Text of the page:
Remember when we talked about the levels of AP and IB courses? Here comes the tricky part: while IB higher-level courses are usually accepted by colleges, standard-level IB courses aren’t always taken. In contrast, AP courses will be taken regardless of “level.” So if you take 3 higher-level IB courses and 3 standard-level IB courses as part of the diploma, you may end up with less credit than you would for the same 6 AP courses. Bottom line: check with a university’s admissions team to make sure credits for all AP or IB courses taken are transferred correctly.

6. So AP or IB?

Many international students desire to further their studies at an American University, so, naturally, the next question will be this: do universities in the US have a preference?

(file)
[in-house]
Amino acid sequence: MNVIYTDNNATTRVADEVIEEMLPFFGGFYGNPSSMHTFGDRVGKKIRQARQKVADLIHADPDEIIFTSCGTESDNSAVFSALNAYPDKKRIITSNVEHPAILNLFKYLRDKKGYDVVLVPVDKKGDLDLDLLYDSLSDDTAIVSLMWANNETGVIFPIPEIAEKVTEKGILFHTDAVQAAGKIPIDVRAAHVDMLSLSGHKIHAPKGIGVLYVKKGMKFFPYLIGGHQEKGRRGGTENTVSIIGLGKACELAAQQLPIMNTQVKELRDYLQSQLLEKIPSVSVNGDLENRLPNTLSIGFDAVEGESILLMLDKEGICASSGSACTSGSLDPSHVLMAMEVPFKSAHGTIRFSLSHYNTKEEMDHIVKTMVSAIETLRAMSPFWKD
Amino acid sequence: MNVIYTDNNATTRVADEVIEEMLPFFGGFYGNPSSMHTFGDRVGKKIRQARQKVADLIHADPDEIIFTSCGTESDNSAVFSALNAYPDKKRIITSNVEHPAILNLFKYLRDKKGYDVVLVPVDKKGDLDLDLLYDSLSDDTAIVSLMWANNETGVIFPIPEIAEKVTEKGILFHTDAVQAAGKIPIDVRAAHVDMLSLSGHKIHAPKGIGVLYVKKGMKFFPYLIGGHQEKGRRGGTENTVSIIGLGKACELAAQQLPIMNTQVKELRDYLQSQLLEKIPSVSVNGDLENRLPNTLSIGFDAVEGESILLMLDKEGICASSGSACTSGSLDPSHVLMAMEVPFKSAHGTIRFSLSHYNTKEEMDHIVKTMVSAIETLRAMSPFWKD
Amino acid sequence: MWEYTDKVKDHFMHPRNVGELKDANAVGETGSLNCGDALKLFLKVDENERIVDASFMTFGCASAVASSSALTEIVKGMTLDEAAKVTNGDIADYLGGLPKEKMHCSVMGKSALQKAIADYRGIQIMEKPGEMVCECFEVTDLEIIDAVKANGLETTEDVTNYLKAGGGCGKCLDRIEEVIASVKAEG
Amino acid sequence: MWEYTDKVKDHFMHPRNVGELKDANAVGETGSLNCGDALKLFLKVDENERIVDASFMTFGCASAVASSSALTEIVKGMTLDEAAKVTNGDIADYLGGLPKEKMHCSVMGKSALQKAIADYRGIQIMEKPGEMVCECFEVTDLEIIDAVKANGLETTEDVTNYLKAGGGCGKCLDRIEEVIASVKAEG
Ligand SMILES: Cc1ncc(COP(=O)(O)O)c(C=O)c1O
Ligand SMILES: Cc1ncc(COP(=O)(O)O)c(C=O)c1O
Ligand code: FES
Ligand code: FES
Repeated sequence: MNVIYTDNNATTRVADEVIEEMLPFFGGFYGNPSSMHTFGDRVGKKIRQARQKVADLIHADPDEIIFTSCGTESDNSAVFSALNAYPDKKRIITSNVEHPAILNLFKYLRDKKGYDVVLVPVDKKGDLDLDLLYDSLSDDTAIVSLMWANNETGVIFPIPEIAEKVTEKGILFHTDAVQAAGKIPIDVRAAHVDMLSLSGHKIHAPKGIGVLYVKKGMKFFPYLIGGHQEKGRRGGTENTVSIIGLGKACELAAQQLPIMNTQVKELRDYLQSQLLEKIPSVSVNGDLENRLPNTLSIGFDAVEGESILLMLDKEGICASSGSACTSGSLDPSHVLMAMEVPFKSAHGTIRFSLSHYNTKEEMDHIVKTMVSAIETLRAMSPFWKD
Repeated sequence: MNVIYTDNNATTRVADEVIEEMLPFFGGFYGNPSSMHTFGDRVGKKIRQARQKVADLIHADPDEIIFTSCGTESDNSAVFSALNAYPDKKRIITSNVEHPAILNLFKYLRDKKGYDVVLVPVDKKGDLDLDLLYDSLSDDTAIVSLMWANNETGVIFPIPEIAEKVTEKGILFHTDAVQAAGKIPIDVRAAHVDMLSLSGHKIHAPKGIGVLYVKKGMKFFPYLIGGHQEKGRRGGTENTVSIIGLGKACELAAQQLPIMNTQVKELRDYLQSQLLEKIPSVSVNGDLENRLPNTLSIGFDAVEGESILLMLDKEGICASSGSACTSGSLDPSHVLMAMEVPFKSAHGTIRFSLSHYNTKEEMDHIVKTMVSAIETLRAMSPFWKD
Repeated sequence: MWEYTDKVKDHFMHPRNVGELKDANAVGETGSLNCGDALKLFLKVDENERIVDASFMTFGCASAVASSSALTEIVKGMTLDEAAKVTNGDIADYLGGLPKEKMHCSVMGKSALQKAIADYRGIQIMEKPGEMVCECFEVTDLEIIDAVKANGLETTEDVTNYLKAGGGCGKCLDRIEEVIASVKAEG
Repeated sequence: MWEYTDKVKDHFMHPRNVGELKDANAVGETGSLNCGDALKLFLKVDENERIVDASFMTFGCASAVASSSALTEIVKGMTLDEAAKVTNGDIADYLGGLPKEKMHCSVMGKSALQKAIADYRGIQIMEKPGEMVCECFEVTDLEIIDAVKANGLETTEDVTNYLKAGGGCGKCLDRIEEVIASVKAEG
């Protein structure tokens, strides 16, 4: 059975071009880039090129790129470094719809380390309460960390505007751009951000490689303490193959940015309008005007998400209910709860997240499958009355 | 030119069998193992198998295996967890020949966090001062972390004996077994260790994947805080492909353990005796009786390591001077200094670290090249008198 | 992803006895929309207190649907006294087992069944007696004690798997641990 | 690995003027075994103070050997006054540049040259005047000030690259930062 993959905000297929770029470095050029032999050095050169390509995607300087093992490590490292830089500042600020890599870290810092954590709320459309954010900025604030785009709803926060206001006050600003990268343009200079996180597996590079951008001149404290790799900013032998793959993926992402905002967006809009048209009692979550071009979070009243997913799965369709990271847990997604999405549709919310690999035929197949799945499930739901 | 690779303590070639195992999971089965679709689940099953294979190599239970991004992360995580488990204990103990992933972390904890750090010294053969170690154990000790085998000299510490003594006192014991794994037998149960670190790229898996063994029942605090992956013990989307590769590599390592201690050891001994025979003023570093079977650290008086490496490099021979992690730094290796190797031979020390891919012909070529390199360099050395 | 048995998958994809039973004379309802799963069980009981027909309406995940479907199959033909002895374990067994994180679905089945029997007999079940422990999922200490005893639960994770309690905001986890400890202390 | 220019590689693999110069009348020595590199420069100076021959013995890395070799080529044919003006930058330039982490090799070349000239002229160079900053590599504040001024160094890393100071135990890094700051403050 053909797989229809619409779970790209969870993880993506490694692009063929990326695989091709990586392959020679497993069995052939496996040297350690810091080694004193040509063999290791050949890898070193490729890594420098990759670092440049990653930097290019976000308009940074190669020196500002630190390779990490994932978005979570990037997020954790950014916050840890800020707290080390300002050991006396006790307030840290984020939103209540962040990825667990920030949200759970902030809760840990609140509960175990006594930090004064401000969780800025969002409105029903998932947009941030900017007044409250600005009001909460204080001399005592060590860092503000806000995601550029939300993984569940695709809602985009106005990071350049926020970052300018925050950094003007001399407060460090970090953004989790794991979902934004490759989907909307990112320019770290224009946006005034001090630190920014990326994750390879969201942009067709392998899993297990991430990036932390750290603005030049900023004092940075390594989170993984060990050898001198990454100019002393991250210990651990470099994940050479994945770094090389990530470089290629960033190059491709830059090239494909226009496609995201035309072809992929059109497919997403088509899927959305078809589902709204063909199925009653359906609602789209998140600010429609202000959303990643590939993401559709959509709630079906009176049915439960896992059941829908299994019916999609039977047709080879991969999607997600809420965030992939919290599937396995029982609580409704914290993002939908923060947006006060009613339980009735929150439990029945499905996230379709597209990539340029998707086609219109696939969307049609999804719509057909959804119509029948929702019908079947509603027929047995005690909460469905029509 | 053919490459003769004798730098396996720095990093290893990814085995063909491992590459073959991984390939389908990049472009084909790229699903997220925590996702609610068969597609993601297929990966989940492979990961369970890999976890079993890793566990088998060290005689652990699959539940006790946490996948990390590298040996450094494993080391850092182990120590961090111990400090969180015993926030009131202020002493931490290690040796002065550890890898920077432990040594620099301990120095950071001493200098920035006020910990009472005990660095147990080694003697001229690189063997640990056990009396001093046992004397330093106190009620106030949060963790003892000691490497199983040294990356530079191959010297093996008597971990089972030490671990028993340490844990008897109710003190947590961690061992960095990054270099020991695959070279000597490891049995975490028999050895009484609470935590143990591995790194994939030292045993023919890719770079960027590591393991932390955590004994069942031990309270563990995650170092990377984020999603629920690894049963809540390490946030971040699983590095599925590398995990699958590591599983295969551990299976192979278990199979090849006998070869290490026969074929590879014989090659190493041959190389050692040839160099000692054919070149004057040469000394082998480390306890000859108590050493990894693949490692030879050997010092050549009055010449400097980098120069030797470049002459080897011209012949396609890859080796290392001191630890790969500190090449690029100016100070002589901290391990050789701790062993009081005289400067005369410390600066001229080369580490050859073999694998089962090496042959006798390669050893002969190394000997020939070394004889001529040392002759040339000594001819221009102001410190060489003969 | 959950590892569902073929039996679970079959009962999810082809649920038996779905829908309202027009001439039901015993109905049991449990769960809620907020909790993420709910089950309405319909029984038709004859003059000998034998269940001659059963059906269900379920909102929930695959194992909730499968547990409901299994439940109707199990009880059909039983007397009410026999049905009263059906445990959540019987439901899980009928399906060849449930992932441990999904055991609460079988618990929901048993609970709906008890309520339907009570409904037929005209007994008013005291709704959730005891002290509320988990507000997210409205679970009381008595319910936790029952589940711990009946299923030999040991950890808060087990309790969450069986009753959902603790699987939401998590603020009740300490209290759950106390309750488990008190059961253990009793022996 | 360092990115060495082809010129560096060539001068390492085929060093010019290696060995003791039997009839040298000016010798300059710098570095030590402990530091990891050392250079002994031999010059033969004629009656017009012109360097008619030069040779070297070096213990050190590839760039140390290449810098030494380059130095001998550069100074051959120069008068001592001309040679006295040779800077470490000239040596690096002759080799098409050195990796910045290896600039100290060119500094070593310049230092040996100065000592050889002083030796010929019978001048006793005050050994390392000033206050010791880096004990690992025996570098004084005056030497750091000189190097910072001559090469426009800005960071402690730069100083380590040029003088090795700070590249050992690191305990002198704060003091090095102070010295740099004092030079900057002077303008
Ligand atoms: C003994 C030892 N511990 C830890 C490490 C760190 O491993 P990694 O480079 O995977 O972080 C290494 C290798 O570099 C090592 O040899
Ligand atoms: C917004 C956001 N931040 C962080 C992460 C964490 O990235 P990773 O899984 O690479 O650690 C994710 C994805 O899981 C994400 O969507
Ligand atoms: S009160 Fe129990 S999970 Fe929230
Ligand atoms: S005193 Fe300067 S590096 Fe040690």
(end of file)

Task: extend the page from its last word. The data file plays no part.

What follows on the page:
The answer varies, but here’s a good rule: Admission officers might be more familiar with AP courses, but they like to see either (or both!) on your high school transcript.

The IB Diploma program is comprehensive, but rather fixed because you will commit to a specific set of courses with an extended essay. This makes it difficult for you to transfer credits to another school. But the experience of the IB Theory of Knowledge class and the research class for Extended Essay are unsurpassed in AP courses or IB certificate program. Meanwhile, AP courses are more flexible, allowing students to take just subjects that interest them.

Whether to take AP courses, be an IB diploma student, or take a mixture of AP and IB courses will depend on your own preference, interest, and learning style.

Looking for guidance? This is what the admission department at Princeton University – ranked #1 in the USA by US News and World Report – says: “Whenever you can, challenge yourself with the most rigorous course possible such as honors, Advanced Placement (AP) and dual-enrollment courses. We will evaluate the International Baccalaureate (IB), A-levels or another diploma in the context of the program’s curriculum.”